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Constitutionalism and the Rule of Law in South Africa at Twenty
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4/24/2014
When: 4/24/2014
7:30pm
Where: The Roosevelt House Public Policy Institute at Hunter College
47-49 East 65th Street (btwn Park and Madison Ave)
New York, New York 
United States

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You are cordially invited to attend

Constitutionalism and the Rule of Law in South Africa at Twenty

with Edwin Cameron

Justice of the Constitutional Court of South Africa

Thursday, April 24, 2014
Program 7:30 PM
Reception & Book Signing 8:30 PM


The Roosevelt House Public Policy Institute at Hunter College
47-49 East 65th Street (btwn Park and Madison Avenues)
To RSVP, please email shoro@hunter.cuny.edu or call 212-396-7919

Edwin Cameron is a Justice of the Constitutional Court, South Africa’s highest court. He is one of South Africa’s most prominent judicial figures and has a long history of activism, especially with regards to the fight against HIV and AIDS. Justice Cameron was the first, and remains the only, senior South African official to state publicly that he is living with HIV/AIDS. His latest book, Justice: A Personal Account, was published in February 2014. 

Previously, Justice Cameron practiced at the Johannesburg Bar from 1983 to 1994. From 1986 he was a human rights lawyer based at the University of the Witwatersrand’s Centre for Applied Legal Studies (CALS), where he was awarded a personal professorship in law. His practice included labor and employment law; defense of ANC fighters charged with treason; conscientious and religious objection; land tenure and forced removals; and gay and lesbian equality. From 1988 he advised the National Union of Mineworkers on AIDS/HIV, and helped draft and negotiate the industry’s first comprehensive AIDS agreement with the Chamber of Mines. While at CALS, he drafted the Charter of Rights on AIDS and HIV, co-founded the AIDS Consortium (a national affiliation of non-governmental organizations working in AIDS), which he chaired for its first three years, and founded and was the first director of the AIDS Law Project. He oversaw the gay and lesbian movement’s submissions to the Kempton Park negotiating process. This, with other work, helped secure the express inclusion of sexual orientation in the South African Constitution.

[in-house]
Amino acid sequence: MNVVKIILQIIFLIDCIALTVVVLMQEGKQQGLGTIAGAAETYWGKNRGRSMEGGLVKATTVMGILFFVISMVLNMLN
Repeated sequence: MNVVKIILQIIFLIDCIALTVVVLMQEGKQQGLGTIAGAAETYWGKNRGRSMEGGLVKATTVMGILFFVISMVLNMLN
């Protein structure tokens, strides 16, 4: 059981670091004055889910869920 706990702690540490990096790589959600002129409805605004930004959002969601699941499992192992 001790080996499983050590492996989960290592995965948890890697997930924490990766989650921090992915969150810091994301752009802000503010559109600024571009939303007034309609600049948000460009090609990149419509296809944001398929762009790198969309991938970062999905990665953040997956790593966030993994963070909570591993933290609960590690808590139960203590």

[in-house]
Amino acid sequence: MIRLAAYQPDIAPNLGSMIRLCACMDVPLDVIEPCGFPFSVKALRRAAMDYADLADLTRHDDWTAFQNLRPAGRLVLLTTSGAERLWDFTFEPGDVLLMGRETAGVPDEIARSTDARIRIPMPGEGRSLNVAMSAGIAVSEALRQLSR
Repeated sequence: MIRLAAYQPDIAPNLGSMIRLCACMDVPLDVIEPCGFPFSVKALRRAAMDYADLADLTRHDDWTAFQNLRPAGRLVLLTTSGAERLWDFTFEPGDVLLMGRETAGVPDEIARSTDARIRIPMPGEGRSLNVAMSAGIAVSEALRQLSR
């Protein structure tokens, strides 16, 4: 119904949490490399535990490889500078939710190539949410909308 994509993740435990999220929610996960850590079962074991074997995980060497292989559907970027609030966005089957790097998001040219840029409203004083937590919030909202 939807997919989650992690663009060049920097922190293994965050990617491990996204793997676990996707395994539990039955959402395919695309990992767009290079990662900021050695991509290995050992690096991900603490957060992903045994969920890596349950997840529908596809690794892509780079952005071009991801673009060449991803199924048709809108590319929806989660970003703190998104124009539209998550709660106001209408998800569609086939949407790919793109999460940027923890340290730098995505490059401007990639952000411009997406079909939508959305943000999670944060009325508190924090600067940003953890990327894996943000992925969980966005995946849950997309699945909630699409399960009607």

In September 1994, he was awarded silk (senior counsel status). President Mandela appointed him an acting judge and later a judge of the High Court. In 1999/2000 he served for a year as an Acting Justice at the Constitutional Court. In 2000 he was appointed a Judge of Appeal in the Supreme Court of Appeal.

Sponsored by the Hunter College Human Rights Program